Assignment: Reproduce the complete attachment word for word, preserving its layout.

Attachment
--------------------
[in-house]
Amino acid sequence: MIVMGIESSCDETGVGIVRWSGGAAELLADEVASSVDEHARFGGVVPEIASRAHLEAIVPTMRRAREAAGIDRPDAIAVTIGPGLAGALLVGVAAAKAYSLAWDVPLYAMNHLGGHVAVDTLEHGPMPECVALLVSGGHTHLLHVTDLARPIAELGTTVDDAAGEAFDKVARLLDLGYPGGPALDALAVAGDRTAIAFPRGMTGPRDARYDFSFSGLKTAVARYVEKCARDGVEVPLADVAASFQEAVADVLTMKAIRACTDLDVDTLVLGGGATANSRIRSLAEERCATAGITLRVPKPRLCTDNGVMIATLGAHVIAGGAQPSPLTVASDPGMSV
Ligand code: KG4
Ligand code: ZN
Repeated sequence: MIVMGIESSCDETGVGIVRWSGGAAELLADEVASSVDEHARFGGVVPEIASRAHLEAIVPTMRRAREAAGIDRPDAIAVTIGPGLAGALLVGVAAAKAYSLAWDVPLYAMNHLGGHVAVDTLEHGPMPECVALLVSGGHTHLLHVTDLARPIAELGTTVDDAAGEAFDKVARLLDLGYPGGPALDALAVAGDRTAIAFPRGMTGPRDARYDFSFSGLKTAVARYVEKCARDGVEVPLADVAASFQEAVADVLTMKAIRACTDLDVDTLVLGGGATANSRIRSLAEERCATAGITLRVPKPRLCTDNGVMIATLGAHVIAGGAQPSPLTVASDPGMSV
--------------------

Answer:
[in-house]
Amino acid sequence: MIVMGIESSCDETGVGIVRWSGGAAELLADEVASSVDEHARFGGVVPEIASRAHLEAIVPTMRRAREAAGIDRPDAIAVTIGPGLAGALLVGVAAAKAYSLAWDVPLYAMNHLGGHVAVDTLEHGPMPECVALLVSGGHTHLLHVTDLARPIAELGTTVDDAAGEAFDKVARLLDLGYPGGPALDALAVAGDRTAIAFPRGMTGPRDARYDFSFSGLKTAVARYVEKCARDGVEVPLADVAASFQEAVADVLTMKAIRACTDLDVDTLVLGGGATANSRIRSLAEERCATAGITLRVPKPRLCTDNGVMIATLGAHVIAGGAQPSPLTVASDPGMSV
Ligand code: KG4
Ligand code: ZN
Repeated sequence: MIVMGIESSCDETGVGIVRWSGGAAELLADEVASSVDEHARFGGVVPEIASRAHLEAIVPTMRRAREAAGIDRPDAIAVTIGPGLAGALLVGVAAAKAYSLAWDVPLYAMNHLGGHVAVDTLEHGPMPECVALLVSGGHTHLLHVTDLARPIAELGTTVDDAAGEAFDKVARLLDLGYPGGPALDALAVAGDRTAIAFPRGMTGPRDARYDFSFSGLKTAVARYVEKCARDGVEVPLADVAASFQEAVADVLTMKAIRACTDLDVDTLVLGGGATANSRIRSLAEERCATAGITLRVPKPRLCTDNGVMIATLGAHVIAGGAQPSPLTVASDPGMSV